When someone is shot with a firearm, whether they survive or die, someone inevitably says, “They were in the wrong place at the wrong time.” But when Colin Goddard was shot in his Virginia Tech classroom April 16, 2007. He was exactly where he was supposed to be: in class. So were the 32 other students and professors who died and the 17 others who were injured. They were exactly where they were exactly where they were supposed to be.
What was wrong was that a mentally ill person had a firearm on a campus. What was also wrong is that firearms are easily acquired at gun shows and privately in many states without any background check whatsoever.
Recently, Saint Sam and I, along with other members of the community concerned about the ongoing proliferation of gun violence, attended a screening of Living for 32, an award-winning documentary featuring Colin Goddard’s recollection, recovery, and response to the mass shooting at Virginia Tech. It was sponsored by: Brady Campaign to Prevent Gun Violence/Sacramento Chapter, League of Women Voters of Sacramento County, Lutheran Office of Public Policy – California, Physicians for Social Responsibility/Sacramento, Sacramento Chapter of Moms Demand Action for Gun Sense in America, Sacramento Chapter Organizing for Action (OFA). Members of the Sikh community, honoring the one-year anniversary of the Wisconsin Sikh Temple shooting, were present as well as state and national congressional leaders. Colin Goddard was there.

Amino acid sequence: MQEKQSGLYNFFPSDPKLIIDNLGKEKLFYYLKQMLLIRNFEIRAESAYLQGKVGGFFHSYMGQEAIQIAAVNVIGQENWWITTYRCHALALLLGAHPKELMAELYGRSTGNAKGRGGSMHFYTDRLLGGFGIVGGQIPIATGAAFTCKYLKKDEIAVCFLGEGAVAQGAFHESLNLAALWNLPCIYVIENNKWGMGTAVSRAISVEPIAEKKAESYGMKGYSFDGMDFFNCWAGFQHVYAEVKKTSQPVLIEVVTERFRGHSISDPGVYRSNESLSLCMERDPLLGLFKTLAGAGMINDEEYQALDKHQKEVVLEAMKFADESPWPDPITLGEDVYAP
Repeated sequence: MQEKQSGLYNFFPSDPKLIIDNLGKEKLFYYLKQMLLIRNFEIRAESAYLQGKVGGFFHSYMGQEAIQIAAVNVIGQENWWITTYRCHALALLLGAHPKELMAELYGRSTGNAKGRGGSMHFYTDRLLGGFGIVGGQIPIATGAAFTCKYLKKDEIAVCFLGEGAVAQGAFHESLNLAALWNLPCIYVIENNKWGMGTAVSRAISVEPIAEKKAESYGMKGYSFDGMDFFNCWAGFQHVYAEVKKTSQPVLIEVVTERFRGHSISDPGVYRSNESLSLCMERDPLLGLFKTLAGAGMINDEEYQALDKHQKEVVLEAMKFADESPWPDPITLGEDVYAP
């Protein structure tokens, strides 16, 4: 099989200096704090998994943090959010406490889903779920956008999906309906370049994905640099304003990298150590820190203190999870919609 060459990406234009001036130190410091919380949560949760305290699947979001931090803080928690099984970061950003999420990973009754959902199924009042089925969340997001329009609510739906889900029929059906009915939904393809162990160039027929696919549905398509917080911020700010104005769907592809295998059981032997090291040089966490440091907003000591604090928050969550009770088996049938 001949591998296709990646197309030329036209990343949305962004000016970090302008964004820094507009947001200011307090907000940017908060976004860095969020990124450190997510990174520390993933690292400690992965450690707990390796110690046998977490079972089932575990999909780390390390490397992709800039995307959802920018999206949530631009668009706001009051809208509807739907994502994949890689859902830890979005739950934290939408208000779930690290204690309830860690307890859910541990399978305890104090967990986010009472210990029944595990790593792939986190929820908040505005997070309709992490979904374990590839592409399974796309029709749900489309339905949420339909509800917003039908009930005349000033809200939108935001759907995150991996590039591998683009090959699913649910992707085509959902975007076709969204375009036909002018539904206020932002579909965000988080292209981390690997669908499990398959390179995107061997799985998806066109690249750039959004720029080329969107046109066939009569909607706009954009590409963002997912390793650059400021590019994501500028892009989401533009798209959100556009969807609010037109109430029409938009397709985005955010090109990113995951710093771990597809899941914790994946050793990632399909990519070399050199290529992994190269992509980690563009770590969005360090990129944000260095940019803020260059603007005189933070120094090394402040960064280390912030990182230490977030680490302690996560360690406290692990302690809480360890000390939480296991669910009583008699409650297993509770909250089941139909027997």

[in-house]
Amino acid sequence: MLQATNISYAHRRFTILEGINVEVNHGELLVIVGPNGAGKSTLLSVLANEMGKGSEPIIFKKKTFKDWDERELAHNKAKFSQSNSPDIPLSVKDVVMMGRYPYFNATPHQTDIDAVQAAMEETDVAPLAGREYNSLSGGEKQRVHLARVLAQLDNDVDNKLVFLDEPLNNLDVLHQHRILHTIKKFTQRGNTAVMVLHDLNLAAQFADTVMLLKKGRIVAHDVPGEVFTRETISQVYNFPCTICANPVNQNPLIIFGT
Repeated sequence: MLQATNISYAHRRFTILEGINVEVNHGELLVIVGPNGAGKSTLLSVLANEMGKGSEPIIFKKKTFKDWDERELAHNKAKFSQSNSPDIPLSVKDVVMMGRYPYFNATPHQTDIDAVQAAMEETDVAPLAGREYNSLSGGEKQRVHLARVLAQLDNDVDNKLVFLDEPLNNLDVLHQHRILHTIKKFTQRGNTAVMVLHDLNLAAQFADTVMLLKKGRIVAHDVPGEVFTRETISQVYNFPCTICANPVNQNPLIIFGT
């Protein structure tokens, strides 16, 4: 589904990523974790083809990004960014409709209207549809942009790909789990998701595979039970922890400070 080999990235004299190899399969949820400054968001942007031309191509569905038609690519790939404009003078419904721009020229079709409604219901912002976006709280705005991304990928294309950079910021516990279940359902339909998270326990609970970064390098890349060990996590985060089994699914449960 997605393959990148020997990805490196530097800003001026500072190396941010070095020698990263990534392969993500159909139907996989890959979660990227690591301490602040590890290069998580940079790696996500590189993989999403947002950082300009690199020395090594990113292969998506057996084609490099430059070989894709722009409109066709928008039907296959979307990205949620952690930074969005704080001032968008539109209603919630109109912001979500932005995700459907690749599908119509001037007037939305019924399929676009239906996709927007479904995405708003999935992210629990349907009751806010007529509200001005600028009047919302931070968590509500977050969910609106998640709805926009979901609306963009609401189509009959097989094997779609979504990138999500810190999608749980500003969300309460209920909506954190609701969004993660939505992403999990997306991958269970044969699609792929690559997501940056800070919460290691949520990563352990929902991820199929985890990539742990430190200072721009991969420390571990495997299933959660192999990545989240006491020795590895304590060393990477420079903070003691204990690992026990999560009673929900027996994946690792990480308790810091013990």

I assumed all states required background checks for purchasing any firearm. I had no idea that only a handful of states require any background checks at all! The majority of states do not require any background checks. Most employers require some sort of background check prior to hiring, but there are no background checks for firearms?!? Something is seriously wrong.
I don’t know about you, but I think the right places for people to be safe from gun violence is in their school, on their campus, in their sanctuaries of worship, in the home, in their neighborhood, on the road, at a parade, in their places of employment, at a movie theater or any other place where they deserve to be.
It’s time to rethink what we say and not re-victimize someone who was right where they we meant to be. It’s time to consider that the wrong person with a firearm is in the wrong place. Period.